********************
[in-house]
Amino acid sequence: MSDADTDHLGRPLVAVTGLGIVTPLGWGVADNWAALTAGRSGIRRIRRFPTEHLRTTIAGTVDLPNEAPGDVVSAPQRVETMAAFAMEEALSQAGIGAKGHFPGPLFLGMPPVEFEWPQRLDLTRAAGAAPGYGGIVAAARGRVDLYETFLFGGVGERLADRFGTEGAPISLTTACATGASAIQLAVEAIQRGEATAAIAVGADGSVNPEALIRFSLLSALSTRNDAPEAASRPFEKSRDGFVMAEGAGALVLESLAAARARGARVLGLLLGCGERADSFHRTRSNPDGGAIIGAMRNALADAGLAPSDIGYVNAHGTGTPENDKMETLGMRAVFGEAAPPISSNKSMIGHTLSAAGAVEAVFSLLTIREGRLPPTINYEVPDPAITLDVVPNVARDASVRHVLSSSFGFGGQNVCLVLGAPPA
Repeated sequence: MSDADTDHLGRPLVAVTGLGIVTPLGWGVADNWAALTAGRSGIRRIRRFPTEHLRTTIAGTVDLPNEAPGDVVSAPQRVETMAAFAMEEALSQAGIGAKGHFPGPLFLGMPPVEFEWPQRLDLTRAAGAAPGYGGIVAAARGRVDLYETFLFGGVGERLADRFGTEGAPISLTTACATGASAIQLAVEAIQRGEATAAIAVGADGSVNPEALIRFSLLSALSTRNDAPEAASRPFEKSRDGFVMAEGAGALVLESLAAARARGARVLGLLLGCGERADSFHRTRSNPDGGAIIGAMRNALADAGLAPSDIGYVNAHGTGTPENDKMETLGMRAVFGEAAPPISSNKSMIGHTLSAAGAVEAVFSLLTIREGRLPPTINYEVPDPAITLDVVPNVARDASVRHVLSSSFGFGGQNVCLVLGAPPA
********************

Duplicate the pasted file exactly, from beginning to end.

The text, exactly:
[in-house]
Amino acid sequence: MSDADTDHLGRPLVAVTGLGIVTPLGWGVADNWAALTAGRSGIRRIRRFPTEHLRTTIAGTVDLPNEAPGDVVSAPQRVETMAAFAMEEALSQAGIGAKGHFPGPLFLGMPPVEFEWPQRLDLTRAAGAAPGYGGIVAAARGRVDLYETFLFGGVGERLADRFGTEGAPISLTTACATGASAIQLAVEAIQRGEATAAIAVGADGSVNPEALIRFSLLSALSTRNDAPEAASRPFEKSRDGFVMAEGAGALVLESLAAARARGARVLGLLLGCGERADSFHRTRSNPDGGAIIGAMRNALADAGLAPSDIGYVNAHGTGTPENDKMETLGMRAVFGEAAPPISSNKSMIGHTLSAAGAVEAVFSLLTIREGRLPPTINYEVPDPAITLDVVPNVARDASVRHVLSSSFGFGGQNVCLVLGAPPA
Repeated sequence: MSDADTDHLGRPLVAVTGLGIVTPLGWGVADNWAALTAGRSGIRRIRRFPTEHLRTTIAGTVDLPNEAPGDVVSAPQRVETMAAFAMEEALSQAGIGAKGHFPGPLFLGMPPVEFEWPQRLDLTRAAGAAPGYGGIVAAARGRVDLYETFLFGGVGERLADRFGTEGAPISLTTACATGASAIQLAVEAIQRGEATAAIAVGADGSVNPEALIRFSLLSALSTRNDAPEAASRPFEKSRDGFVMAEGAGALVLESLAAARARGARVLGLLLGCGERADSFHRTRSNPDGGAIIGAMRNALADAGLAPSDIGYVNAHGTGTPENDKMETLGMRAVFGEAAPPISSNKSMIGHTLSAAGAVEAVFSLLTIREGRLPPTINYEVPDPAITLDVVPNVARDASVRHVLSSSFGFGGQNVCLVLGAPPA